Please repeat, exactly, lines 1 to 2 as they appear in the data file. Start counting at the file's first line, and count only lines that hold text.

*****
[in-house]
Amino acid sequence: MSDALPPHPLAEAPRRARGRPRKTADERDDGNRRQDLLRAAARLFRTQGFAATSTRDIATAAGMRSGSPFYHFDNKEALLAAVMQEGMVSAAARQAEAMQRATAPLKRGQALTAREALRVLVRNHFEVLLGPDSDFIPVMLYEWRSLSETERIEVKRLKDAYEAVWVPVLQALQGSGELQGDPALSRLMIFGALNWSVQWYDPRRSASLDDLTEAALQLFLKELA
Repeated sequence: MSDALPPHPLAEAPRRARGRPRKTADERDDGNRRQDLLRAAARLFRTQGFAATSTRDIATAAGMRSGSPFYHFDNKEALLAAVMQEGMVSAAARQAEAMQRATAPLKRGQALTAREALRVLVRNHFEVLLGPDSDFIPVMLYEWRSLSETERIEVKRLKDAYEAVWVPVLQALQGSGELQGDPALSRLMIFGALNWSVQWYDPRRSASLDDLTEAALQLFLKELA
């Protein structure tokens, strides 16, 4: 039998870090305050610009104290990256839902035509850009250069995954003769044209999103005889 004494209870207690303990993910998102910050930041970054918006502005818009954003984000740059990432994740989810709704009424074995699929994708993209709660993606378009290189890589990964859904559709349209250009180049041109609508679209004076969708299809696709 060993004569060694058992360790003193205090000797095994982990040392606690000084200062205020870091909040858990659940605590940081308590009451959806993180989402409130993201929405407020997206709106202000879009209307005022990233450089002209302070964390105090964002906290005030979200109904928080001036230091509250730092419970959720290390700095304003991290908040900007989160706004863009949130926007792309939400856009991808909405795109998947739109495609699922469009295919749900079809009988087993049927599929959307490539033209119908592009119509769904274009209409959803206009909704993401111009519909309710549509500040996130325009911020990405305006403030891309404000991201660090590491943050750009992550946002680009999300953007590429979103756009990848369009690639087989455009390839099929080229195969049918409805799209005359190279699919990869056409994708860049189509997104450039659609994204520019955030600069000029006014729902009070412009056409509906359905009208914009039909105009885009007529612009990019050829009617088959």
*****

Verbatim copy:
[in-house]
Amino acid sequence: MSDALPPHPLAEAPRRARGRPRKTADERDDGNRRQDLLRAAARLFRTQGFAATSTRDIATAAGMRSGSPFYHFDNKEALLAAVMQEGMVSAAARQAEAMQRATAPLKRGQALTAREALRVLVRNHFEVLLGPDSDFIPVMLYEWRSLSETERIEVKRLKDAYEAVWVPVLQALQGSGELQGDPALSRLMIFGALNWSVQWYDPRRSASLDDLTEAALQLFLKELA